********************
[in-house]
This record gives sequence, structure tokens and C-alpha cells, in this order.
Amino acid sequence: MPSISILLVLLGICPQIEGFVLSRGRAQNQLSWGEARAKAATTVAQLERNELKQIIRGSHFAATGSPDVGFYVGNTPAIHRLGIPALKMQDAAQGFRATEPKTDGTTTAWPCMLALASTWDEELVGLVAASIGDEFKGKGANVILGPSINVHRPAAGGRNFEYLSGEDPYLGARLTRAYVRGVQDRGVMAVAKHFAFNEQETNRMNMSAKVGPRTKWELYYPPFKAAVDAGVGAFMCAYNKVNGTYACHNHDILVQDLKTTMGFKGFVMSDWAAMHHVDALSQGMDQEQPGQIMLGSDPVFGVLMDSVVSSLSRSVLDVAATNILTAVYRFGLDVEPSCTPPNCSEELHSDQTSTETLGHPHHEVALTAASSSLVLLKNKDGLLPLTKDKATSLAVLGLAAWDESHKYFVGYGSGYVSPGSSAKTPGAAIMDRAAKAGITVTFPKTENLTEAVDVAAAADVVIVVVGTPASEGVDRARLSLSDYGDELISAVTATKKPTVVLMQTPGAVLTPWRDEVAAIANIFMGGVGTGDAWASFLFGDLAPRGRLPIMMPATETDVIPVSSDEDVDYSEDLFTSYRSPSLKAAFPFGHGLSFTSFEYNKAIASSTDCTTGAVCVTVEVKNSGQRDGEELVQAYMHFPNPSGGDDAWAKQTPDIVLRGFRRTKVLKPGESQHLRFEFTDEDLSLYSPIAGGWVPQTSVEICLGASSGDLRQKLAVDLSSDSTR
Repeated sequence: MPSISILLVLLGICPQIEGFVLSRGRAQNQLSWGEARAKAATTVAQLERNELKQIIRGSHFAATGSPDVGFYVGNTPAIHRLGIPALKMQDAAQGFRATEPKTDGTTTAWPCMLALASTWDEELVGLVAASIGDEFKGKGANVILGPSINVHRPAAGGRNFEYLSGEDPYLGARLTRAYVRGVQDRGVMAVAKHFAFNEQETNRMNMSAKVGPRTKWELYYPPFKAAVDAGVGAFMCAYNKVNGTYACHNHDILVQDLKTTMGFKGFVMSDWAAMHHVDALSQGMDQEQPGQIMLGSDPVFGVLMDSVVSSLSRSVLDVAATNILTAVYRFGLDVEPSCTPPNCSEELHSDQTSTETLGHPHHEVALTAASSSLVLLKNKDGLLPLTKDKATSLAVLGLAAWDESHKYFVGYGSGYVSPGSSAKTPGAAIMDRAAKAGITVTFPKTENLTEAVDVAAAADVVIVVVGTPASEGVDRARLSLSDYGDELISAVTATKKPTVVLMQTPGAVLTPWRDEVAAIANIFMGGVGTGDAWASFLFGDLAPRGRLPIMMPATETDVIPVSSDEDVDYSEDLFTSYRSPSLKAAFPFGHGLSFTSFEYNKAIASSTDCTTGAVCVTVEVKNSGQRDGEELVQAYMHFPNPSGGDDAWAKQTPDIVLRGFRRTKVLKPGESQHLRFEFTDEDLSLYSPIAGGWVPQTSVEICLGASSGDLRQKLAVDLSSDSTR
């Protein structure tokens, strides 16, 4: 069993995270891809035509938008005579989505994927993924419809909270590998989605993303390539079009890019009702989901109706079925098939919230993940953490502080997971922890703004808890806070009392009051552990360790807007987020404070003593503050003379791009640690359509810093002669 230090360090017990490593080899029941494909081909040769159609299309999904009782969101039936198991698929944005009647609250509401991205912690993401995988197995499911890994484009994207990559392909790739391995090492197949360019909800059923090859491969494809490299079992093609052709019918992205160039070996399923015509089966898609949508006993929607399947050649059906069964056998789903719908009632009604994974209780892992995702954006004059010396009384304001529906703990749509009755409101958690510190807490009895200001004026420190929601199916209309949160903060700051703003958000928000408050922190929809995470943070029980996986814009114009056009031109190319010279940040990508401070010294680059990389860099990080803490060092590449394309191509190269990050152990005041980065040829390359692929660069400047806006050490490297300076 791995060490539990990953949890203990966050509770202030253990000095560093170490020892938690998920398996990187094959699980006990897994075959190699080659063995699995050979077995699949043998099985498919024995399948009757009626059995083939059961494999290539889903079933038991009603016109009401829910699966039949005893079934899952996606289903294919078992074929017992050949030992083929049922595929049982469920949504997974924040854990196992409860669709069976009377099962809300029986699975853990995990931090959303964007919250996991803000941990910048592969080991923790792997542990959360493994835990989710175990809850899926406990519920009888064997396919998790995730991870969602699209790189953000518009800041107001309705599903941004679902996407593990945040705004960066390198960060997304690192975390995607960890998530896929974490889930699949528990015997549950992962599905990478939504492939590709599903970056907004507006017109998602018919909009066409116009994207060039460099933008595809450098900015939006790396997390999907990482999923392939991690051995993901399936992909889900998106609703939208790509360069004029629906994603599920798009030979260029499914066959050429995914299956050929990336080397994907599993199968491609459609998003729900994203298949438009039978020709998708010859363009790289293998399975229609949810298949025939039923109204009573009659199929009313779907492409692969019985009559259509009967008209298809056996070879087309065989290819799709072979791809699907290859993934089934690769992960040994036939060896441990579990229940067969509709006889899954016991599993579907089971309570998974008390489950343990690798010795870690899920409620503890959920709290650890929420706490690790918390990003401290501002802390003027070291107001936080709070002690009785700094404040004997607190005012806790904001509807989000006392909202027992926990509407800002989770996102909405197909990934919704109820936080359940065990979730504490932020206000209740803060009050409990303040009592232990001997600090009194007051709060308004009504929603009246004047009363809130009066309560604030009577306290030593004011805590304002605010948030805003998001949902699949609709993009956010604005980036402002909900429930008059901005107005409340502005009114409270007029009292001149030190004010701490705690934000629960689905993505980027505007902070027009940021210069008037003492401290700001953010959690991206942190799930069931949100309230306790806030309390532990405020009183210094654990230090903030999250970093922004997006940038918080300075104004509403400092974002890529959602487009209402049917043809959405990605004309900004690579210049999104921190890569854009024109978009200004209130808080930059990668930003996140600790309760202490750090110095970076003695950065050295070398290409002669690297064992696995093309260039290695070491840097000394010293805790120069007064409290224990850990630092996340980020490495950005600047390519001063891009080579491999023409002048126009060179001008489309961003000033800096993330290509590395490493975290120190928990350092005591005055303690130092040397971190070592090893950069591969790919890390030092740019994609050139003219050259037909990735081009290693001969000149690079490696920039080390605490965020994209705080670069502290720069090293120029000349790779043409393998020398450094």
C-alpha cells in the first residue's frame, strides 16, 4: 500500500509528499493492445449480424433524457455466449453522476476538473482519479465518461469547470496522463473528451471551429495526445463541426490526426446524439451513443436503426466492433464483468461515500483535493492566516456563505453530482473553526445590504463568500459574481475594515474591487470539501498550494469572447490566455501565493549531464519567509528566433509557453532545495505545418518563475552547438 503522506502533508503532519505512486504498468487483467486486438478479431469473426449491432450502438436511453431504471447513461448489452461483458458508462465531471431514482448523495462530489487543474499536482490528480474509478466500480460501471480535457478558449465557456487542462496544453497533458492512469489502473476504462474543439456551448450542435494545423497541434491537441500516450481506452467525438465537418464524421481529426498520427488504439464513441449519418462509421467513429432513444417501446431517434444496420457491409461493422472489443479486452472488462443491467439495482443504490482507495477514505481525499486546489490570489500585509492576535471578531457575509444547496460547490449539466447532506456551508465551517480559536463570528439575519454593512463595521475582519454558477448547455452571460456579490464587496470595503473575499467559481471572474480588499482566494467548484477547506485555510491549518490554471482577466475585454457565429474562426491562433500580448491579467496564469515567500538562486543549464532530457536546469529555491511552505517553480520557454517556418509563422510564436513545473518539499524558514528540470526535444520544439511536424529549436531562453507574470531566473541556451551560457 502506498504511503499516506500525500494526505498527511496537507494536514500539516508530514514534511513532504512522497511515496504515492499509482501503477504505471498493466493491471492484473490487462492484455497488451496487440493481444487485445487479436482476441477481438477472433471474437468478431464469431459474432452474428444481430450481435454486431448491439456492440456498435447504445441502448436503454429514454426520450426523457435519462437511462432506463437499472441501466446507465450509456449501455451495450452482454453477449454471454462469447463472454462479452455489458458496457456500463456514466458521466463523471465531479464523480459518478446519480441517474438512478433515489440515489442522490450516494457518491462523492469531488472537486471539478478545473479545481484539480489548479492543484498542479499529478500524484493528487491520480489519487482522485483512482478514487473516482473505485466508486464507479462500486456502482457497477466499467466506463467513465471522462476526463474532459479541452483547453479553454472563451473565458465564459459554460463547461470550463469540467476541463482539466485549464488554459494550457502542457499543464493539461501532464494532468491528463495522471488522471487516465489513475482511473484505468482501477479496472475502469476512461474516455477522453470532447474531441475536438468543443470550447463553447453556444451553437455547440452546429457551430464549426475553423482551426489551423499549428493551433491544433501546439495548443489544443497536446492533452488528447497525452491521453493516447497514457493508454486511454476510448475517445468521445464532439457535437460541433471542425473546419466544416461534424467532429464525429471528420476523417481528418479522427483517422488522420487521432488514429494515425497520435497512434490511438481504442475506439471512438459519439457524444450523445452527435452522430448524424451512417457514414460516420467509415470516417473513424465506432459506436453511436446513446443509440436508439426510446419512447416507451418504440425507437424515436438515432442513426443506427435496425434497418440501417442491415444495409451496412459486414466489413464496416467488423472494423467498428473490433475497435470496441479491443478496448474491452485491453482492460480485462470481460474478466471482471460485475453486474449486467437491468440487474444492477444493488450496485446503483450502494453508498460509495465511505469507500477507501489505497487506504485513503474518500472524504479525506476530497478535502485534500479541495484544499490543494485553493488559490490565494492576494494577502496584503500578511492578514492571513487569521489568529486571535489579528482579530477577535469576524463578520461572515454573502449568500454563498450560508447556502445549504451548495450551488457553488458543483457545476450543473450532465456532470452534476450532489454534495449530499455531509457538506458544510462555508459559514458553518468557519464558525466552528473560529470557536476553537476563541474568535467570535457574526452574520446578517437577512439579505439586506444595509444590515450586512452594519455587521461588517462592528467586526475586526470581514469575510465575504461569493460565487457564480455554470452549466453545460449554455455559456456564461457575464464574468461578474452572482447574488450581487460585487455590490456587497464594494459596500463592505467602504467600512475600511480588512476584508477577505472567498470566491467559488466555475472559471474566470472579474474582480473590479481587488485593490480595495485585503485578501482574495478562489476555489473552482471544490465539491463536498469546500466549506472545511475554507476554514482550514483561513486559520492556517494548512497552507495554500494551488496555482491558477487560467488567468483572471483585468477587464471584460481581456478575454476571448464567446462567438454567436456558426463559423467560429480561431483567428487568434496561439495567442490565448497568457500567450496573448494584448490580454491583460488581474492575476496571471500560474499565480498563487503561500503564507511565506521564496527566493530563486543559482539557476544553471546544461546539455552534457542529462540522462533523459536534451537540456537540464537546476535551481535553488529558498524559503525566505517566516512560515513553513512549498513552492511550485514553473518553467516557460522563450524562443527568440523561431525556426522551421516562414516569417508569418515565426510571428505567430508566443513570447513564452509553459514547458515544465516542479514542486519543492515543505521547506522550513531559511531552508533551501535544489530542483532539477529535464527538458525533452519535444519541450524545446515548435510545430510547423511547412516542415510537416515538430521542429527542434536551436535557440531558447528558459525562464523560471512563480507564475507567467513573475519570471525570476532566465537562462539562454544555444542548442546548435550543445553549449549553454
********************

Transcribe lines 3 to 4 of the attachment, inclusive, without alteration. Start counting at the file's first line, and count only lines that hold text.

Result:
Amino acid sequence: MPSISILLVLLGICPQIEGFVLSRGRAQNQLSWGEARAKAATTVAQLERNELKQIIRGSHFAATGSPDVGFYVGNTPAIHRLGIPALKMQDAAQGFRATEPKTDGTTTAWPCMLALASTWDEELVGLVAASIGDEFKGKGANVILGPSINVHRPAAGGRNFEYLSGEDPYLGARLTRAYVRGVQDRGVMAVAKHFAFNEQETNRMNMSAKVGPRTKWELYYPPFKAAVDAGVGAFMCAYNKVNGTYACHNHDILVQDLKTTMGFKGFVMSDWAAMHHVDALSQGMDQEQPGQIMLGSDPVFGVLMDSVVSSLSRSVLDVAATNILTAVYRFGLDVEPSCTPPNCSEELHSDQTSTETLGHPHHEVALTAASSSLVLLKNKDGLLPLTKDKATSLAVLGLAAWDESHKYFVGYGSGYVSPGSSAKTPGAAIMDRAAKAGITVTFPKTENLTEAVDVAAAADVVIVVVGTPASEGVDRARLSLSDYGDELISAVTATKKPTVVLMQTPGAVLTPWRDEVAAIANIFMGGVGTGDAWASFLFGDLAPRGRLPIMMPATETDVIPVSSDEDVDYSEDLFTSYRSPSLKAAFPFGHGLSFTSFEYNKAIASSTDCTTGAVCVTVEVKNSGQRDGEELVQAYMHFPNPSGGDDAWAKQTPDIVLRGFRRTKVLKPGESQHLRFEFTDEDLSLYSPIAGGWVPQTSVEICLGASSGDLRQKLAVDLSSDSTR
Repeated sequence: MPSISILLVLLGICPQIEGFVLSRGRAQNQLSWGEARAKAATTVAQLERNELKQIIRGSHFAATGSPDVGFYVGNTPAIHRLGIPALKMQDAAQGFRATEPKTDGTTTAWPCMLALASTWDEELVGLVAASIGDEFKGKGANVILGPSINVHRPAAGGRNFEYLSGEDPYLGARLTRAYVRGVQDRGVMAVAKHFAFNEQETNRMNMSAKVGPRTKWELYYPPFKAAVDAGVGAFMCAYNKVNGTYACHNHDILVQDLKTTMGFKGFVMSDWAAMHHVDALSQGMDQEQPGQIMLGSDPVFGVLMDSVVSSLSRSVLDVAATNILTAVYRFGLDVEPSCTPPNCSEELHSDQTSTETLGHPHHEVALTAASSSLVLLKNKDGLLPLTKDKATSLAVLGLAAWDESHKYFVGYGSGYVSPGSSAKTPGAAIMDRAAKAGITVTFPKTENLTEAVDVAAAADVVIVVVGTPASEGVDRARLSLSDYGDELISAVTATKKPTVVLMQTPGAVLTPWRDEVAAIANIFMGGVGTGDAWASFLFGDLAPRGRLPIMMPATETDVIPVSSDEDVDYSEDLFTSYRSPSLKAAFPFGHGLSFTSFEYNKAIASSTDCTTGAVCVTVEVKNSGQRDGEELVQAYMHFPNPSGGDDAWAKQTPDIVLRGFRRTKVLKPGESQHLRFEFTDEDLSLYSPIAGGWVPQTSVEICLGASSGDLRQKLAVDLSSDSTR